PC compatible, P-100
Systems: Windows 9x, Windows 2000 Windows XP, Vista, Win 7, Win 8, Win 10.
Game features:Single game mode
Ever since the appearance of Micro Machines, the world of midget car racing has held a special place in the hearts of many gamers. Nostalgic thoughts of late nights, nicotine-like addiction and great multiplayer games instantly spring to mind, and it is these attributes that Re-Volt seems intent on emulating.
The game is set in a world where radio controlled cars have (here's the clever bit) revolted. With minds of their own, they set about racing each other over a series of circuits, which include museums and toyshops.
The first thing that strikes you about the game is the quality of the graphics. Scenery flies past smoothly, clipping is near faultless and lighting effects are impressive. The physics engine is also of a high standard and realistically recreates the movements and abilities of each vehicle.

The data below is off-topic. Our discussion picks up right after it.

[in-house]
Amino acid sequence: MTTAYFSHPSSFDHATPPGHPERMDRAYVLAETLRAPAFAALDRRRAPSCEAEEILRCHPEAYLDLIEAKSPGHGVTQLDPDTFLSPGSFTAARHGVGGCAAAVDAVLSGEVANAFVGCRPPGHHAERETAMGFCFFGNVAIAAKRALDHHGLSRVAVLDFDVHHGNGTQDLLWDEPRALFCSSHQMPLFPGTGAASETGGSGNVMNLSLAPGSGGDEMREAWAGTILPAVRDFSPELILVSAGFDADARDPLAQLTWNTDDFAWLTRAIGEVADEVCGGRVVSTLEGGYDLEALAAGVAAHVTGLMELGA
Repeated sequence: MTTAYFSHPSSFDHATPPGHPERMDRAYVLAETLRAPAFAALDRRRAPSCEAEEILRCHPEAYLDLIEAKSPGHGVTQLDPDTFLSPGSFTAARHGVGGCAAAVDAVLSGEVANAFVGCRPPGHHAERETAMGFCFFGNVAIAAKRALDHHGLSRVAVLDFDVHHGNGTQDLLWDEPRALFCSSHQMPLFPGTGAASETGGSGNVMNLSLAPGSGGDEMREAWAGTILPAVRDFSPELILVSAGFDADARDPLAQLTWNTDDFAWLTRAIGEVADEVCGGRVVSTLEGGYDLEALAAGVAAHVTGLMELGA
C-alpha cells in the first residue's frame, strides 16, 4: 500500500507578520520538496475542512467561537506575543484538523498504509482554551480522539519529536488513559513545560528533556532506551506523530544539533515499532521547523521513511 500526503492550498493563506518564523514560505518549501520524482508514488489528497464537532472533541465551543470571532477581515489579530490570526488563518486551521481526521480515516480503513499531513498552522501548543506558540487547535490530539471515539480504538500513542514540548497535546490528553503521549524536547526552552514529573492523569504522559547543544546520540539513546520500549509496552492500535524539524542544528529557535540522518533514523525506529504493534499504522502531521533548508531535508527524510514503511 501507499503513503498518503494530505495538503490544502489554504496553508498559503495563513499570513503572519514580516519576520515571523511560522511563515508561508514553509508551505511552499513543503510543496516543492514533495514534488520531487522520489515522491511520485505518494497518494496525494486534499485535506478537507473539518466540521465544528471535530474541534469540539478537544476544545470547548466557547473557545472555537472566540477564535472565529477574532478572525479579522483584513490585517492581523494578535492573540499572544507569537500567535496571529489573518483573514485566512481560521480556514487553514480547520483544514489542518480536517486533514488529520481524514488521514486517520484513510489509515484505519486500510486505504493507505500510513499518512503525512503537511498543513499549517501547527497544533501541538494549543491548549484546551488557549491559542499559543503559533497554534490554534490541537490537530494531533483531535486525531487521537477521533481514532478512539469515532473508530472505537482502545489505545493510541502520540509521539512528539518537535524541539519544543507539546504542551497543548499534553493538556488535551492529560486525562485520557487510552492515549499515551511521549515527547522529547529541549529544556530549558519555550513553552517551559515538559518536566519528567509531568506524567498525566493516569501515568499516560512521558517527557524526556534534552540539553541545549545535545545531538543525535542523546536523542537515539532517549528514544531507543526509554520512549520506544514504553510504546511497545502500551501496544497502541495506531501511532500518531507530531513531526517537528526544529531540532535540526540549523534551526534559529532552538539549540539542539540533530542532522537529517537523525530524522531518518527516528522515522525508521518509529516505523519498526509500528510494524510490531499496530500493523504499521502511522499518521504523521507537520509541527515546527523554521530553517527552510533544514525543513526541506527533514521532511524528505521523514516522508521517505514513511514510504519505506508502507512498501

In all, there are 28 cars and seven different tracks. There are six modes of play to choose from: single race, multiplayer, championship, time trial, practice and stunt arena. The championship mode pits you against seven computer-controlled cars. Once the first championship has been won, the next one is unlocked. Unfortunately, this option suffers from a major flaw. In every race, you must finish in the top three places, otherwise you are forced to re-run the race, totally detracting from the excitement of a championship, where one point for sixth place can count towards your title challenge. The stunt arena is also a disappointment, but it's nice to see the inclusion of a track editor.
The races themselves are a lot of fun. It takes skill and practice to master the four difficulty levels, with varied car handling also adding to the enjoyment. All the circuits are well designed, beautifully drawn and challenging, and each one boasts a host of power ups to aid or hinder you in the race. There are enough options to keep you occupied for a while but, as with Micro Machines, Re-Volt begs to be played in multi-player mode.
Here's the real problem. There's no split screen, for starters, and the LAN and Internet games are no more than adequate, lacking inspiration and originality. It's such a shame, because Re-Volt is a good game, but with better multiplayer and championship modes, it could have been great.